DESTINATIONS - PLANNING & PACKING
What and how you pack may determine how happy your bush travel experience will be.
Most first-timers take too much ‘stuff’ away with them, so every campsite is a potential drama scene, where piles of gear are unloaded and then have to be forced back in again.
The best arrangement for in-vehicle storage is where there’s a minimum of daily unpacking and repacking. That needs a careful analysis of your travel kit, starting with the heaviest gear: recovery equipment, liquids, tools and spares.
Don’t pack things you don’t use. The top of that list is usually a high-lift jack. Most modern 4WDs can’t be lifted with a high-lift, unless they’re fitted with special bars front and rear.
Don’t carry enough oil to do a full service: top-up engine oil is usually all you’ll need to carry.
Don’t carry a full garage tool kit: check what tools you’ll need for bush patch-up jobs and leave the rest at home.
Don’t take every piece of recovery gear you own: agree with other convoy members on who will take what.
Water requirements range from two to five litres per person per day, depending on where you are and at what time of the year. It’s essential to carry water, even on day trips, because you never know when you’ll get stuck.
The best place to store water is in a purpose-built tank, positioned low-down in the vehicle, or underneath.
Fridges need air circulation around their condensers, so some free space at one end of the fridge is essential if it’s to work properly.
A set of drawers in the back of your wagon or ute with the fridge on top or to one side works well for most people. Tools, the stove, spares and recovery gear can slide away in the drawers.
You need to pack everything so that you can do daily checks without difficulty. Gas bottle cocks, for instance, need to be easily reached, because corrugated roads can work wonders on screw threads.
If it’s still obvious that the pile of stuff won’t fit inside, a roof rack is an option. However, if your roof rack is carrying a tent or swags, folding camping chairs and table, a second spare tyre, empty jerry cans and a couple of small gas bottles, it’s full.
A car-topper-tent is another sleeping option that affects your packing potential. A roof-top home means a quick, safe bed at the end of a day’s travel, without the need to clear the ground and pitch a conventional tent. Bedding can be left intact, so you don’t even need to make up the sack.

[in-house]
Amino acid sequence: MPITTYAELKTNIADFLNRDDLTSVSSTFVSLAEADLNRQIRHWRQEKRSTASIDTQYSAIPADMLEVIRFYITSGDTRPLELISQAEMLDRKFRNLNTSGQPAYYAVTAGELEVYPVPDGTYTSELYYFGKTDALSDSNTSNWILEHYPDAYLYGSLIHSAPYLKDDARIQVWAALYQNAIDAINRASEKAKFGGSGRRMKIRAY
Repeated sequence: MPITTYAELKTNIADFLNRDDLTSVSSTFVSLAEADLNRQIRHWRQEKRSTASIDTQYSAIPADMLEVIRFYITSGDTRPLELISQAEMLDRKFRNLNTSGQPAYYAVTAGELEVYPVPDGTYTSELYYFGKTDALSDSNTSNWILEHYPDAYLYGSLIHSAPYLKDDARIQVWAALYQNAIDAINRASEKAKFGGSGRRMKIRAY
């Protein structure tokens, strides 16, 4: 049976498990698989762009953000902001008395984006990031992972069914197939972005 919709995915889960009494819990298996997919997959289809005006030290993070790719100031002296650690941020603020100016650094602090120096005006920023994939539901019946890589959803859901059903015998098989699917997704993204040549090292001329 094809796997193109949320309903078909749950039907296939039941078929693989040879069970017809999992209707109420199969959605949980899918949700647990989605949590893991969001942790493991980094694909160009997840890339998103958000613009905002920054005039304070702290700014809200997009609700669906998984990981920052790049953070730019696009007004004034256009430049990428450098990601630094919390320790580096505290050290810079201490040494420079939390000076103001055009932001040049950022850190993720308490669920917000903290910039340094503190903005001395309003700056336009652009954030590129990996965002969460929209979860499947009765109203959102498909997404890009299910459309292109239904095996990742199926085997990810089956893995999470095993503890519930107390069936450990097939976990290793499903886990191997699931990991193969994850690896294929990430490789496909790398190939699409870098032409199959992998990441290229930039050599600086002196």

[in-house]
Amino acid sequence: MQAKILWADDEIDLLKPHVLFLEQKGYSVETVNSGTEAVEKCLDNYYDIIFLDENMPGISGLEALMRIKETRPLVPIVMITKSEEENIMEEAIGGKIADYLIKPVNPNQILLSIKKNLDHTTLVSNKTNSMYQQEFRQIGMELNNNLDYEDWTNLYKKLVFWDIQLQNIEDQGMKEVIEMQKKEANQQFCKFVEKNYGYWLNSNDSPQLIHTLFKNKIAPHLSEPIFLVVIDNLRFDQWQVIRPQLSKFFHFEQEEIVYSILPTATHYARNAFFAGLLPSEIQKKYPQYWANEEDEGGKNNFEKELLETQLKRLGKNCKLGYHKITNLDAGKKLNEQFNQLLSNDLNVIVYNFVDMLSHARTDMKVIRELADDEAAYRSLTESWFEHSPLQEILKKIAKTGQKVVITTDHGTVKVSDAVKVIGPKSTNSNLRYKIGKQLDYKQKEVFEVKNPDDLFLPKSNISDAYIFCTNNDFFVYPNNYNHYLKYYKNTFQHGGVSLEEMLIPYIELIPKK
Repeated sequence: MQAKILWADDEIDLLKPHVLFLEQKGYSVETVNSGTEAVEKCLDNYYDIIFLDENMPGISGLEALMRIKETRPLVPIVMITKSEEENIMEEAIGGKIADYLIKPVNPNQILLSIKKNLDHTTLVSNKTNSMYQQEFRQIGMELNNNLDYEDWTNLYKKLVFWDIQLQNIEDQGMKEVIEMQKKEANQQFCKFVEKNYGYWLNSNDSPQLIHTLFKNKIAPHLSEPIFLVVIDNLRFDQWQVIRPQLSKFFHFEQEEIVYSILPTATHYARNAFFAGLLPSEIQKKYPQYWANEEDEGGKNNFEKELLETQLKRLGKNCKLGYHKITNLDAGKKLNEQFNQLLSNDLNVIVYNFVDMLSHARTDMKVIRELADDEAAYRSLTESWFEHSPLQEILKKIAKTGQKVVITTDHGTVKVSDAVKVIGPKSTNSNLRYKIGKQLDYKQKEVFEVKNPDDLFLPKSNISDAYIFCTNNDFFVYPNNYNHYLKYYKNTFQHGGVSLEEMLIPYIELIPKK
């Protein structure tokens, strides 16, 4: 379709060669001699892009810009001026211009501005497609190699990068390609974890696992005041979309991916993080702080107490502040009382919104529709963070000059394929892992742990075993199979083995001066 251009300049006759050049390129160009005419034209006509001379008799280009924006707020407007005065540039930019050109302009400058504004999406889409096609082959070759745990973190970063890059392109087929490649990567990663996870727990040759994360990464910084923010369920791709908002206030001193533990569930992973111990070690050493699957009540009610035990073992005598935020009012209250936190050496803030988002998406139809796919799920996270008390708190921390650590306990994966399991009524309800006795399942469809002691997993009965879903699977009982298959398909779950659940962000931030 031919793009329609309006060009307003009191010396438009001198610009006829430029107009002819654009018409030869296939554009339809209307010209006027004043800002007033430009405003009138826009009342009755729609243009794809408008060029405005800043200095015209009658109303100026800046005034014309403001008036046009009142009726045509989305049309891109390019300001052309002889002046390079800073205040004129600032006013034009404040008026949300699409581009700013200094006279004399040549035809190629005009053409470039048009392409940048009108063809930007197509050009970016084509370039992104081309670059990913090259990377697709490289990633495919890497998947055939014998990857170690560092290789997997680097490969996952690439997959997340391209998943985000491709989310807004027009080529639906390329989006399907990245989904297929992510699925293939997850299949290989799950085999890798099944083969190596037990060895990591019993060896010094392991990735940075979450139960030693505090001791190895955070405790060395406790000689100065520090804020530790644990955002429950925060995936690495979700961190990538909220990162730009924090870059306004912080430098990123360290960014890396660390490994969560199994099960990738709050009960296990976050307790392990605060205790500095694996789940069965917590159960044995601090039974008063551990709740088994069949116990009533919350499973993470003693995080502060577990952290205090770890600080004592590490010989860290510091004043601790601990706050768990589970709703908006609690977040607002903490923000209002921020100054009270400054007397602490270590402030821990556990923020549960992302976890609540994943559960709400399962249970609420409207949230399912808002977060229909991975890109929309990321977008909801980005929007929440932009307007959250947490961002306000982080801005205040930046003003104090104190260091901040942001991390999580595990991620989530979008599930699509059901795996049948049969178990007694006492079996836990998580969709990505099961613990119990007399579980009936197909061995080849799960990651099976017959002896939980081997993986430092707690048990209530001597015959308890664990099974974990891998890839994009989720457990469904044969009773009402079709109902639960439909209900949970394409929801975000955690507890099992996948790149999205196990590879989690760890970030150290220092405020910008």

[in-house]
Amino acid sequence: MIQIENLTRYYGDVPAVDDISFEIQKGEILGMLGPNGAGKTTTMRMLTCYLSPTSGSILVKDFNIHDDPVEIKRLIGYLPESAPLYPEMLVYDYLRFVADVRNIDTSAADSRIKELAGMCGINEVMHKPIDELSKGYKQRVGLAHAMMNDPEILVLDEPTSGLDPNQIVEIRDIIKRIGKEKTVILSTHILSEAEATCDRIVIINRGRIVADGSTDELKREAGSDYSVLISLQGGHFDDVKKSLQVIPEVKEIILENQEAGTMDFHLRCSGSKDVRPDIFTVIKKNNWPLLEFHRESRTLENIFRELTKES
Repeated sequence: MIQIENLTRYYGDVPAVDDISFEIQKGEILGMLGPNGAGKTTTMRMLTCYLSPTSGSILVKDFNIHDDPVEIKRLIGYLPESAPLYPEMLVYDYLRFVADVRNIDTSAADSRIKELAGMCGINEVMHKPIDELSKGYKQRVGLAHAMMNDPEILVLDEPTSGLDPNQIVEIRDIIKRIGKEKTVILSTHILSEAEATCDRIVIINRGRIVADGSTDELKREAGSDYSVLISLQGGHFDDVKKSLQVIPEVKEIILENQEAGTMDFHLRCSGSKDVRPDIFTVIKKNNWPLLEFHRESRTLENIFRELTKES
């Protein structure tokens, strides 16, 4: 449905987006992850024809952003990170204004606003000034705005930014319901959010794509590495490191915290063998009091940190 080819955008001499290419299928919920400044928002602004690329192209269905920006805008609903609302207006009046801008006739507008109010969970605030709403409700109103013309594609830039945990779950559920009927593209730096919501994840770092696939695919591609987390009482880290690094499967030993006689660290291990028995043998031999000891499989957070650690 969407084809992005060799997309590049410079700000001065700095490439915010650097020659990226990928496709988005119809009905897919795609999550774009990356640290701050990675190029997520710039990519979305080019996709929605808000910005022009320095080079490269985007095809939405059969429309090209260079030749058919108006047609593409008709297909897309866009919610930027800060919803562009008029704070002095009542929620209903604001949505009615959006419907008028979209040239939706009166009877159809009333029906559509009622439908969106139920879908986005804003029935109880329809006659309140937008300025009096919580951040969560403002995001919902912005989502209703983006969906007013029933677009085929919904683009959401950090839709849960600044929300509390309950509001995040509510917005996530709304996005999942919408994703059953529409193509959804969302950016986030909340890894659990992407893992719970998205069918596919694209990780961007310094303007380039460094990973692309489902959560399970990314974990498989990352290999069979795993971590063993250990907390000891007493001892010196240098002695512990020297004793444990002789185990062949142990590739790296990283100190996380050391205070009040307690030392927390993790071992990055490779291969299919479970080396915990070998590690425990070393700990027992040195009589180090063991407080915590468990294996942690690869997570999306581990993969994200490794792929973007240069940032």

When you’ve crammed everything in, take a trip down to your nearest registered weighbridge and check the loaded weight of your machine – then compare that figure with the maker’s rated gross mass. Heavy, isn’t it? That’s why people blow tyres and break suspensions.
The first item you must ‘pack’ into the back of any 4WD wagon is an Australian-Standard-approved cargo barrier. When the barrier goes in, unbolt the third-row seats and leave them at home, rather than lose the storage space they take up.
You have to solve the problem of the fridge before you do anything else. Once you’ve got that worked out, it’s time for the heavy essentials: recovery gear, tools, food, cooking equipment and essential fluids. Heavy stuff should be loaded as far forward and as low in the cargo area as possible, even if it means unloading light stuff to get at the hardware.
You can protect carpet by using a wagon liner designed for your vehicle.
Crew-cab utes are popular alternatives to 4WD wagons, but they have the same weight distribution problem as wagons, because most of the cargo space is behind the rear axle. It’s important to load the heavy stuff right up front of the tray.
A canopy allows you to double a ute’s storage volume, but don’t expect the same degree of security and weatherproofing you get with a wagon. All the canopies we’ve evaluated have leaked a little water and varying amounts of dust, particularly around the tailgates. You need easy side access in a canopy, so look for one that has large, lift-up windows.
It’s possible to get FRP canopies that can accept roof racks and steel canopies do it easily.
Another storage option is to buy a cab/chassis and fit a purpose-built body to it.
The great advantage of a camping trailer or off-road caravan is that it can be a self-contained unit, with gas, food, water and spare tyre packed securely.
A trailer is a simple way of keeping most of your gear out of the wagon or ute, but trailers bring their own problems. For instance, they’re not easy to tow in soft, sandy conditions.
Trailers are also inherently unstable – they fall on their drawbars when unsupported – so they need to be packed with weight distribution in mind. The downward load on the towing vehicle’s coupling must never exceed the rating stamped on the bar.
Whatever vehicle type and storage mode you choose, it’s important that the vehicle behaves well on and off road, that your necessities are protected from dust and water, and that everyone is safely and comfortably seated.